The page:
Wednesday, 31 December 2014

Plenty

Plenty by Ananda Braxton-Smith (Walker Books)
PB RRP $14.95
ISBN 9781742032429
Reviewed by Anastasia Gonis

The immensely talented Ananda Braxton-Smith delights us once again with her unique voice with new work for teenage readers. She addresses themes such as family ties, memory, and the place of story in children’s lives as promoter for understanding others, and one’s self.

Ten year old Maddy and her family are moving from the only home she’s ever known to the country area of Plenty. It’s where her grandmother lives alone, in the early stages of dementia. Maddy can do little other than be angry at her parents for taking her away from everything familiar, including all her friends.

When Maddy reaches Plenty, everything beautiful that surrounds her appears ugly in comparison to what she left behind. When she meets her grandma Mad, she begins to thaw. Stories of Mad’s life and a similar interest in orchids fill empty spaces in Maddy created by the move.

At school, when Maddy is seated with the Sudanese refugee Grace, then coupled with her on a project, her world begins to reshape. The story of Grace’s life and her family’s struggle through change and adaption helps Maddy count her blessings and view her new and changing life with acceptance.

With clever wordplay and a prose style all her own, Braxton-Smith has created a moving and thought-provoking novel that will appeal to all ages. I loved every page of this book that I couldn’t put down until the last sentence.  

Tuesday, 30 December 2014

Emily Eases Her Wheezes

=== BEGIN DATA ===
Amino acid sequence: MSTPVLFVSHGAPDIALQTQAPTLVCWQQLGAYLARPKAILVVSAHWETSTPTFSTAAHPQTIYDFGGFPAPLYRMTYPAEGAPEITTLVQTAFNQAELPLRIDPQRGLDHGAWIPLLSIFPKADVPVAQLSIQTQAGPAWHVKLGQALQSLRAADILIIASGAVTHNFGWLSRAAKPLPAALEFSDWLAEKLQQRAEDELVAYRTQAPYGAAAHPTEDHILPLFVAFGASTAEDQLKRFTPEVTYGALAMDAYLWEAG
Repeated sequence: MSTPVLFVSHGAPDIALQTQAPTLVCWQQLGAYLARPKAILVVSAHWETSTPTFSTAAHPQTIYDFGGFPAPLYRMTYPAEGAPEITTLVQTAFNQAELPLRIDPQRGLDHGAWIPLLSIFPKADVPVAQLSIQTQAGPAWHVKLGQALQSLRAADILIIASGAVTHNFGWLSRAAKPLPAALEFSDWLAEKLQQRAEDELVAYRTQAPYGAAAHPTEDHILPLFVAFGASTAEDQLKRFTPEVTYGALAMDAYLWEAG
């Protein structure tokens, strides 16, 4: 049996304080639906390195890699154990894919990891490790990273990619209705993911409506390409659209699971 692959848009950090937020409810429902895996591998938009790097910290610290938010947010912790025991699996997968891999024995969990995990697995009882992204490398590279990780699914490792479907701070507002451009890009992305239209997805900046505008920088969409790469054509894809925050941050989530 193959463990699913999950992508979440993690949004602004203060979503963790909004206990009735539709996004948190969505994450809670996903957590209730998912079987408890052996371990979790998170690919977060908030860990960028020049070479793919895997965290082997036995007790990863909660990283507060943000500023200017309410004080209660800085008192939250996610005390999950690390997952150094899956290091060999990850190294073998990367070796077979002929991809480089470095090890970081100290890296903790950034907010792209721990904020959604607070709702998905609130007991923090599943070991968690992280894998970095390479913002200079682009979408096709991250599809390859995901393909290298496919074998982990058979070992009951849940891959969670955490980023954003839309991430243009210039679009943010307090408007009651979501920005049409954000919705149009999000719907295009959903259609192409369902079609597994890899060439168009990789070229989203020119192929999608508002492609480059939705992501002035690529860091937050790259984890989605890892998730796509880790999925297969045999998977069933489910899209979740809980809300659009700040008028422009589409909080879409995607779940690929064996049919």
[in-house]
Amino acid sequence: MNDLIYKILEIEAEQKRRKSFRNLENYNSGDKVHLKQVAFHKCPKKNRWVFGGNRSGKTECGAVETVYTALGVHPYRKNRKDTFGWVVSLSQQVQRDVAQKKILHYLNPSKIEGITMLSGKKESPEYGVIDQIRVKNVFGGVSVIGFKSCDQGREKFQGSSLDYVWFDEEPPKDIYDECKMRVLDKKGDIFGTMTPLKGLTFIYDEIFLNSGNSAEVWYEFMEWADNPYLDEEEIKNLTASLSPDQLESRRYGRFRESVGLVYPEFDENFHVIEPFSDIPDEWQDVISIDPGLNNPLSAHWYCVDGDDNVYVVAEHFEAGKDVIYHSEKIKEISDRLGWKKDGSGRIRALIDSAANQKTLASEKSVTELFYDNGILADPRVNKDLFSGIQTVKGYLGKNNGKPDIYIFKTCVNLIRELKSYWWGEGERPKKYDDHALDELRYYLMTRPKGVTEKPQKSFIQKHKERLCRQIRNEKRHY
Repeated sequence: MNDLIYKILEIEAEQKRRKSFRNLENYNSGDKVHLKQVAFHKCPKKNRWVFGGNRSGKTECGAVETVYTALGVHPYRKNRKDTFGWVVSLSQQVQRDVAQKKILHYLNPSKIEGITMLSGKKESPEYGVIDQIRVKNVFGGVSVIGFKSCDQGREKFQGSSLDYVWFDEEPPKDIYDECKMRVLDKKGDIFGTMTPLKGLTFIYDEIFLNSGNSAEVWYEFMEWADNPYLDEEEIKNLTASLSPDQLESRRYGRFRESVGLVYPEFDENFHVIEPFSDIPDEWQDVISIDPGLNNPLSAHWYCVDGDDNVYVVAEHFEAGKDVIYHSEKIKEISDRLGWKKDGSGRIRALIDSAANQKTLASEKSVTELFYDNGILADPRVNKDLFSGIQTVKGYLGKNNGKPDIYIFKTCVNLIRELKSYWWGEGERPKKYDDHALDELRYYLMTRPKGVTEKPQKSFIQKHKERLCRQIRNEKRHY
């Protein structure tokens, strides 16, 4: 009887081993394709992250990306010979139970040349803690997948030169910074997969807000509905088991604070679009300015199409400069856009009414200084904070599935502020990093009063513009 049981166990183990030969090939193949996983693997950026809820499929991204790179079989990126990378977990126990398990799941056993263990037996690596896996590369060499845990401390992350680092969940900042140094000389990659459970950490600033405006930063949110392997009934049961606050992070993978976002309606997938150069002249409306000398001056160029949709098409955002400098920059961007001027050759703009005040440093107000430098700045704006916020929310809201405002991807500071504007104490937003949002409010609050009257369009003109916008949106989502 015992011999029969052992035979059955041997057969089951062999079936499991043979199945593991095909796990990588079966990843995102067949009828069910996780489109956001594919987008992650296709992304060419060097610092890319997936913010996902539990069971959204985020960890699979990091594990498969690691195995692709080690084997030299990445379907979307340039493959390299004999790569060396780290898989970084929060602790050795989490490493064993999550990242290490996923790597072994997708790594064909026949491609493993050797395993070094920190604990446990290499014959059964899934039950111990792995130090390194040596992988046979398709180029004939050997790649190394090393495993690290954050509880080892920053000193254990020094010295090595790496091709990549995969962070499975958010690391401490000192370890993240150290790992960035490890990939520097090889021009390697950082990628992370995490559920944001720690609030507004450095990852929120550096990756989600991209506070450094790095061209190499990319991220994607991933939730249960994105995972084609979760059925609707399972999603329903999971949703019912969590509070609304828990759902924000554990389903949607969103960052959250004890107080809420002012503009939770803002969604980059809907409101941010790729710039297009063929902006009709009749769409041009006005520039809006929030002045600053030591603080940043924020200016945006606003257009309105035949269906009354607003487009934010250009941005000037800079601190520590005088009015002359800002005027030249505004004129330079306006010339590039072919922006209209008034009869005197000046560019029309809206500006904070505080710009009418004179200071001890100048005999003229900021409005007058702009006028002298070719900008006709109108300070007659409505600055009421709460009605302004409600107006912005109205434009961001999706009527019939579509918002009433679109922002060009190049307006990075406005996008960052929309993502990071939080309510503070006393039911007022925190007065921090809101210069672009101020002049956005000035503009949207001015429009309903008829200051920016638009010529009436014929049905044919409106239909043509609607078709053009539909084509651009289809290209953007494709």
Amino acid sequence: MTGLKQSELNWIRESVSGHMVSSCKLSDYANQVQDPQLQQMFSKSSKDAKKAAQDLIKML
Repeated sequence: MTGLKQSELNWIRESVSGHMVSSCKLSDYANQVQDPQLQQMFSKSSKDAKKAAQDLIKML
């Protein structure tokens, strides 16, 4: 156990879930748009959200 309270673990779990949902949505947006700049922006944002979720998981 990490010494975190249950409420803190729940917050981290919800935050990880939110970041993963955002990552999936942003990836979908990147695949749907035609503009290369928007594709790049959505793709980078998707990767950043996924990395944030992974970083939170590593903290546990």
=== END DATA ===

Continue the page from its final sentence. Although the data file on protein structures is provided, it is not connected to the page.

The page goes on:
Emily Eases Her Wheezes
by Katrina Roe, illustrated by Leigh Hedstrom (Rhiza Press) HB RRP $19.99                                             
Reviewed by Dianne Bates


It’s said that Australian children have one of the highest rates of asthma in the world so this picture book should find a way into many homes. Like most small children, Emily the Elephant is full of energy but she’s an asthmatic. Numerous factors bring on breathlessness – air pollution, dust, having a cold and chilly weather. These times the little elephant is side-lined and must watch her playmates or remain indoors. As well, when she’s coughing and wheezing, she has to use her puffer (which the illustrator has sensibly shown is used with a spacer). The one exercise in which she succeeds is swimming, an activity decided by her friends, Marty the Monkey, Gemma Giraffe, Zac the Zebra and Little Lion Luke. The implication of Emily’s swimming is that her lungs grow stronger and stronger as a result. The outcome is that she enters – and wins -- a swimming race.
At the end of the book there is a three page note to parents and carers about asthma. This is followed by two sets of fly pages. Yes, it’s important for parents to know about the effects of asthma on a child, but is a children’s picture book the place to impart such information? I would have preferred more development in the story – perhaps showing Emily’s asthma getting so severe she needs medical attention. This would give a parent sharing the reading of the book an opportunity to prepare his/her child for a visit to a GP or to hospital. Children should be aware of preventative medication (not mentioned in the book) and how important it is in the treatment of a disease which can be deadly if not correctly monitored.
Other than the wasted fly pages, this is a well-designed book with colourful illustrations and text printed on gloss paper. The cover which shows Emily in a swimming costume and equipped with her inhaler, is eye-catching. This book would best suit children aged 4 to 6 years.
 
 
 
 

Monday, 29 December 2014

This Shattered World

This Shattered World, Book 2 in the Starbound Trilogy, by Amie Kaufman & Meagan Spooner (Allen & Unwin)
YA RRP $18.99
ISBN 9781743319703